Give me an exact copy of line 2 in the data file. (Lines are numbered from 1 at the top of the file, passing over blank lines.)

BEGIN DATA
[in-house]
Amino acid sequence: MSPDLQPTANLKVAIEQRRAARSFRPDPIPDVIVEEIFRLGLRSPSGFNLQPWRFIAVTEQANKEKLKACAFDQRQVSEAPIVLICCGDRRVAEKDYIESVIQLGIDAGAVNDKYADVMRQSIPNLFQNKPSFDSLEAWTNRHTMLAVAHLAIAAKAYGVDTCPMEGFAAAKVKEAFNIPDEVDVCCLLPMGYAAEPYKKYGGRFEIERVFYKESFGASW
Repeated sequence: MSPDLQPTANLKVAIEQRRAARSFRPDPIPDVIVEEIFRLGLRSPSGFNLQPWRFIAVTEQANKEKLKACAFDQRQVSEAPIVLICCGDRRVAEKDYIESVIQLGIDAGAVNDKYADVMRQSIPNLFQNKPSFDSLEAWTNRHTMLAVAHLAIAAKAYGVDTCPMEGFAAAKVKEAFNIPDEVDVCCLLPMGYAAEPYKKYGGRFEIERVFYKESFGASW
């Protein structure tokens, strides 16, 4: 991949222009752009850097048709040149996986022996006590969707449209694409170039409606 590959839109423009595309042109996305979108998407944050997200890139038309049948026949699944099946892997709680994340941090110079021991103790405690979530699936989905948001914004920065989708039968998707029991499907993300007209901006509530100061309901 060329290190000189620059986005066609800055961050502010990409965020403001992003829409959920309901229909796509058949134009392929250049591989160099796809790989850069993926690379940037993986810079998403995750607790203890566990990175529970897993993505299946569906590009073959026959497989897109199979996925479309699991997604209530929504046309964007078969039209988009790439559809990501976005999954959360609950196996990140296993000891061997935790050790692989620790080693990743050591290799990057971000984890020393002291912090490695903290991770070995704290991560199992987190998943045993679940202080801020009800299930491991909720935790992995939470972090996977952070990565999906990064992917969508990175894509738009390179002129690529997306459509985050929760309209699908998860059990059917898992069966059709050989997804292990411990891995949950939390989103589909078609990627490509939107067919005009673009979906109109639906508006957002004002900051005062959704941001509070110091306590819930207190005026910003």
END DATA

Amino acid sequence: MSPDLQPTANLKVAIEQRRAARSFRPDPIPDVIVEEIFRLGLRSPSGFNLQPWRFIAVTEQANKEKLKACAFDQRQVSEAPIVLICCGDRRVAEKDYIESVIQLGIDAGAVNDKYADVMRQSIPNLFQNKPSFDSLEAWTNRHTMLAVAHLAIAAKAYGVDTCPMEGFAAAKVKEAFNIPDEVDVCCLLPMGYAAEPYKKYGGRFEIERVFYKESFGASW